• Joy Mosbarger — 

    This is the third part of a five-part series of blogs that chronicle the journey of a cohort of business leaders who together pursued deeper relationships with God and the integration of the resulting spiritual transformation in their personal lives into their roles as leaders in their businesses, and ultimately into the culture of their businesses as a whole ...

  • Joy Mosbarger — 

    This is the second part of a five-part series of blogs that chronicle the journey of a cohort of business leaders who together pursued deeper relationships with God and the integration of the resulting spiritual transformation in their personal lives into their roles as leaders in their businesses, and ultimately into the culture of their businesses as a whole ...

  • Joy Mosbarger — 

    This is the first part of a five-part series of blogs that chronicle the journey of a cohort of business leaders who together pursued deeper relationships with God and the integration of the resulting spiritual transformation in their personal lives into their roles as leaders in their businesses, and ultimately into the culture of their businesses as a whole ...

  • Daniel Kim — 

    Undoubtedly, Christians in America should be commended for the growth of missions in the last two to three decades, and specifically the growth in short-term mission trips (STMs). In 1989, there were 120,000 American “short-term missionaries.” This number has exploded to 2.2 million at a cost of $1.6 billion in 2006.[1] This statistic comes from authors Steve Corbett and Brian Fikkert in their somewhat controversial book, When Helping Hurts: How to Alleviate Poverty without Hurting the Poor … and Yourself. The natural question that the authors consider—and one that we all should as well—is whether we are being good stewards of God’s money and resources with each STM.

  • Freddy Cardoza — 

    The grind of the 9 to 5 work life has perplexed many a believer who sometimes stops to wonder, “Is this all there is?” No doubt, since the Fall of Humanity (Genesis 3), work has indeed become something altogether different than God intended prior to our expulsion from Eden. Even so, many believers may come to wrongly conclude that work is, well, just “work.” But nothing could be further from the truth. Work matters ...

  • Octavio Esqueda — 

    My story is like many others. When my wife and I got married and came to the United States, we told our parents that we would be back in two years. Our plan was to study at a seminary in Dallas and after our graduation to return to the city where we were born, grew up, and where most of our relatives and friends live. 19 years later we still live in the United States and most likely we will never go back permanently. Just like has happened to many others, through the years our temporary residency here became a permanent one ...

  • Octavio Esqueda — 

    Mi historia se parece a muchas otras. Cuando mi esposa y yo nos casamos y nos vinimos a vivir a los Estados Unidos les dijimos a nuestros padres que en dos años regresaríamos. El plan era estudiar en un seminario en Dallas y al término del programa regresar a la ciudad en la que crecimos y en donde viven la mayoría de nuestra familia y amigos. 19 años después seguimos viviendo en los Estados Unidos y lo más seguro es que nuestro regreso ya nunca se dé. Como a tantos otros les ha pasado, nuestra estadía temporal se ha ido convirtiendo en definitiva al paso de los años ...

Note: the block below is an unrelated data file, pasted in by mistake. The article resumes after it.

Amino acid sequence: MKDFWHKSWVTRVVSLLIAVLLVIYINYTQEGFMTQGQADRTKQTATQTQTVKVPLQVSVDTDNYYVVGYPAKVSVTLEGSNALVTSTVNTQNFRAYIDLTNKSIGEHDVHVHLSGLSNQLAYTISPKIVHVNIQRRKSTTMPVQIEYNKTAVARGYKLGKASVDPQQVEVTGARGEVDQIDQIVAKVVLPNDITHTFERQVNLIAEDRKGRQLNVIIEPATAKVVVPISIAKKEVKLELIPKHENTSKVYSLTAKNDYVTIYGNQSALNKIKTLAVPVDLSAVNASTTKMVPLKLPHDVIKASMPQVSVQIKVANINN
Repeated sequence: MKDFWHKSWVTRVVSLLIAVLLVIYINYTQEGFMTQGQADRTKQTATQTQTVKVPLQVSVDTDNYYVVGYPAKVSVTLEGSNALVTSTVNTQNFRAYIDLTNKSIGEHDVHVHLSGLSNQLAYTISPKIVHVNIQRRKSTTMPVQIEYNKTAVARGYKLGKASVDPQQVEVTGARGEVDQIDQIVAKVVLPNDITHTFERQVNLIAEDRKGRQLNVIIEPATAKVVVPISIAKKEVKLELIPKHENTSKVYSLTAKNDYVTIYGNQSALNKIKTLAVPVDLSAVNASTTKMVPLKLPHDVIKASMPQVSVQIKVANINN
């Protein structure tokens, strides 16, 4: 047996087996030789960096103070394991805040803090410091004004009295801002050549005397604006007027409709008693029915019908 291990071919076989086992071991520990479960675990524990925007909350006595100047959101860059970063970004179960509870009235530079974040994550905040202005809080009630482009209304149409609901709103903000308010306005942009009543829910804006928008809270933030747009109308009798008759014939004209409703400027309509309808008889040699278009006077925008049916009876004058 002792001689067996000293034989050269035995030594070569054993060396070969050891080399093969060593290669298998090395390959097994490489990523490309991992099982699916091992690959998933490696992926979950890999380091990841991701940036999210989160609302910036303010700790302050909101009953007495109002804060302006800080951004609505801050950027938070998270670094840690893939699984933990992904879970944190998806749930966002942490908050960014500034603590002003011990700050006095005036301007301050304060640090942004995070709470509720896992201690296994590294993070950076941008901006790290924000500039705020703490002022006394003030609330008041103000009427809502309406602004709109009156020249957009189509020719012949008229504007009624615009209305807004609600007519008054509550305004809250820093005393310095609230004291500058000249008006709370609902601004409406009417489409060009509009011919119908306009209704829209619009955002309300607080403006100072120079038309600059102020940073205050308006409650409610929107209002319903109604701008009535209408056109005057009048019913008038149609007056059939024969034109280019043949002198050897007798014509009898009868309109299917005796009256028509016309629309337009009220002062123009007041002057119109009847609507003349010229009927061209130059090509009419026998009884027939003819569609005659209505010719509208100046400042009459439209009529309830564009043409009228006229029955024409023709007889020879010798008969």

• John McKinley — 

    The Acton Institute is a think tank located in Grand Rapids, Michigan to produce many initiatives connected with freedom of religion, economics, and politics. These three areas of thought and practice are usually segregated, but Acton brings them together. The largest initiative is the annual Acton University, a four-day conference in Grand Rapids to draw the strands together with diverse conversation partners ...

  • Mark Saucy — 

    ... The topic is work. Something important for all of us, and it’s one that has interested me in particular teaching already five years now a theology of work course for Biola’s Crowell School of Business MBA program. Work is also a topic that naturally engages the desire for kingdom impact in the culture, because, as Karl Barth says, “human culture is produced in work. So the Faith and Work movement is right on target for engaging a ready audience in a worthy endeavor. This of course isn’t the only good of theology of work ...

  • The Good Book Blog — 

    Digital courses taught by a growing number of Biola’s professors are now available through Logos Mobile Education ...

  • Freddy Cardoza — 

    Poverty. It is no respecter of persons. It is a global reality that exists in Calcutta and Compton; Tokyo and Timbuktu; San Francisco and São Paulo. Poverty is seen in nations and neighborhoods. It ravages urban, suburban, and rural areas. And despite the enormous wealth of some areas, make no mistake: poor people reside in Beverly Hills, Dubai, and Midtown Manhattan. Destitution is not limited to places like Dhaka and Detroit. Quite simply, there are examples of poverty everywhere. That isn’t to say poverty is equally distributed or equally affecting. In some areas poverty is more relative and sporadic. In other places, it seems absolute ...

  • Thaddeus Williams — 

    In Part 1 we examined how a biblical concern for the poor can be syncretistically mixed with socialist economic ideology in a way that undermines a biblical view of people and thereby hurts image-bearers of God. In Part 2 I clarify three specific bad ideas about people that have had very bad effects on people in hopes of breaking the spell that socialist ideologies increasingly hold on younger evangelicals ...

  • Ryan Peterson — 

    At the heart of human identity is the fact that God made us in his image. In other words, at the heart of human identity is a reference to someone else. This is a striking reality! One of the foundations of the biblical account of the world and our purpose in it is an indication that we can’t look to ourselves in order to know what our purpose is. We have to look to God since we are made to be an image of God ...